A bold proposal and a cautious report

Let’s imagine a hundred or more citizens from all over the globe, selected to partecipate in a giant focus group aiming to represent world views. It would be an unprecedented social experiment, that’s for sure, but the call is worth considering. The bold proposal comes from a group of social scientists and a few geneticists (George Church included) writing today in Science. Fascinating as it is, this kind of assembly is probably easier said than done. However, the main problem, in my opinion, comes next: what should experts and politicians do with the assembly’s deliberations?

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CRISPR & society, the dialogue resumes

CRISPRcon returns with a series of discussions exploring gene editing’s role in COVID-19 testing and treatment, racial disparities, strategies to address climate change, and more. The panel on gene editing and journalism opens the event, that is free and 100% virtual, on Sept 1. Speakers: Tamar Haspel (Washington Post Columnist), Antonio Regalado (Senior Editor for Biomedicine, MIT Technology Review), Elliot Kirschner (Executive Producer, Human Nature and the Wonder Collaborative). Moderator: Ting Wu (Professor of Genetics, Harvard Medical School).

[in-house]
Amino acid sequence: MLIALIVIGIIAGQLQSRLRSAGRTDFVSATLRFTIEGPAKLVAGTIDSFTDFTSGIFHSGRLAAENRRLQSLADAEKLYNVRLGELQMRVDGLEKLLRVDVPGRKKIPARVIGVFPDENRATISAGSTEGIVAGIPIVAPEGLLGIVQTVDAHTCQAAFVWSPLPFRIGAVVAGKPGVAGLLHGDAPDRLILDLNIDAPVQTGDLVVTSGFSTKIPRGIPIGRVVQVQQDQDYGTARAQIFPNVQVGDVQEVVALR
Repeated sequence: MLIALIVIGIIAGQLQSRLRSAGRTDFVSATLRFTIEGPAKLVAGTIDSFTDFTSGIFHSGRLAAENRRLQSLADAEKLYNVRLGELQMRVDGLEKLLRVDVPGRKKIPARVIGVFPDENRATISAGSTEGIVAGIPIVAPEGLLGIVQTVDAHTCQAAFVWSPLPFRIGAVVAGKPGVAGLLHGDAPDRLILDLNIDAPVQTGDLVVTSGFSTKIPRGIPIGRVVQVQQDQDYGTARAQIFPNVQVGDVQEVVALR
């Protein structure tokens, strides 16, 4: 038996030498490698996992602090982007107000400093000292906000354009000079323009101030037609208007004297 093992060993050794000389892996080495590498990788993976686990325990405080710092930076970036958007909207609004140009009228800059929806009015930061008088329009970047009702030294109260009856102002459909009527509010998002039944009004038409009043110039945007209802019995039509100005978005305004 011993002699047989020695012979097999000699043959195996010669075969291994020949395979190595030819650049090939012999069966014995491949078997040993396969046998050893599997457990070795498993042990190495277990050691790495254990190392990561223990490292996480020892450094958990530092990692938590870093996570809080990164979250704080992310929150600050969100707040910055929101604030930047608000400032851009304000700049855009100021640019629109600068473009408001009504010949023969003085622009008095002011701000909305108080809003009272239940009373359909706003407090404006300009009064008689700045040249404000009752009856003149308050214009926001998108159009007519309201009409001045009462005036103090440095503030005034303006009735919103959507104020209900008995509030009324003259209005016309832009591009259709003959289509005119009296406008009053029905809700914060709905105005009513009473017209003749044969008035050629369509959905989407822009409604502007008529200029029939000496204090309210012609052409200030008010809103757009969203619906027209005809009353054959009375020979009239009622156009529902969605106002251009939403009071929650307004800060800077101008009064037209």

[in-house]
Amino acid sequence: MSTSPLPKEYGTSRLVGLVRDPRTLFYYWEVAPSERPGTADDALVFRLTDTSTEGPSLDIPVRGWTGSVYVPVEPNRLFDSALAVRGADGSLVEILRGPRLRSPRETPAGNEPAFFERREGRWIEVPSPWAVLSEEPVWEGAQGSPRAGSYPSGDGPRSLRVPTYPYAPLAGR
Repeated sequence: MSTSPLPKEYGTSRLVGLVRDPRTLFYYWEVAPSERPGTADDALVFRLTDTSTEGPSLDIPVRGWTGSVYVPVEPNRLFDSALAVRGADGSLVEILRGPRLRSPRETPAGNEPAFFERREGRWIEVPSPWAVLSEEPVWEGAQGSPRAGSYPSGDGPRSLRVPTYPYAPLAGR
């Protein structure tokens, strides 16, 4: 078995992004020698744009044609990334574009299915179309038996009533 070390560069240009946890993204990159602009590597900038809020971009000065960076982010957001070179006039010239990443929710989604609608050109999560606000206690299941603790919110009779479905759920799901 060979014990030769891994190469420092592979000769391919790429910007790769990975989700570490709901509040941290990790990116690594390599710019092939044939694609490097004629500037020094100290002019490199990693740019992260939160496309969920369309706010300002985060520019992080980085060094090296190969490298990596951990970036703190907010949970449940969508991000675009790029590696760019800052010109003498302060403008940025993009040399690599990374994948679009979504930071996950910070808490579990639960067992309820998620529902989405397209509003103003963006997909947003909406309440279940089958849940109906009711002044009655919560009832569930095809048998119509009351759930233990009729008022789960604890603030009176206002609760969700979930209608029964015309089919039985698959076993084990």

Gene drives: the experiment goes social

harvard-mag-pete-ryanChoose a word to fill the gap in the sentence. “Gene drives are an ambitious experiment in …”. Genetics? Ecology? Evolution? Obviously, gene drives are all this and more. They may also represent a significant social experiment in risk communication, public engagement, participatory processes. Potential applications of this technology include controlling the transmission of vector-borne diseases and eliminating invasive species from sensitive ecosystems. We do not yet know if these genetic elements, designed to foster the preferential inheritance of a gene of interest with CRISPR’s help, will work in field trials as hoped. To find out, a green light to test this technology out of the labs will have to be negotiated with the public, stakeholders, regulators, and governments of affected countries. A first step in this direction was taken last week with the commitment to respect shared guiding principles in gene drive research and communication published in Science by the technology main sponsors and supporters. Signatory organizations are scattered around the world, from the US to India, with the Bill & Melinda Gates Foundation at the forefront with its Target Malaria project. Continue reading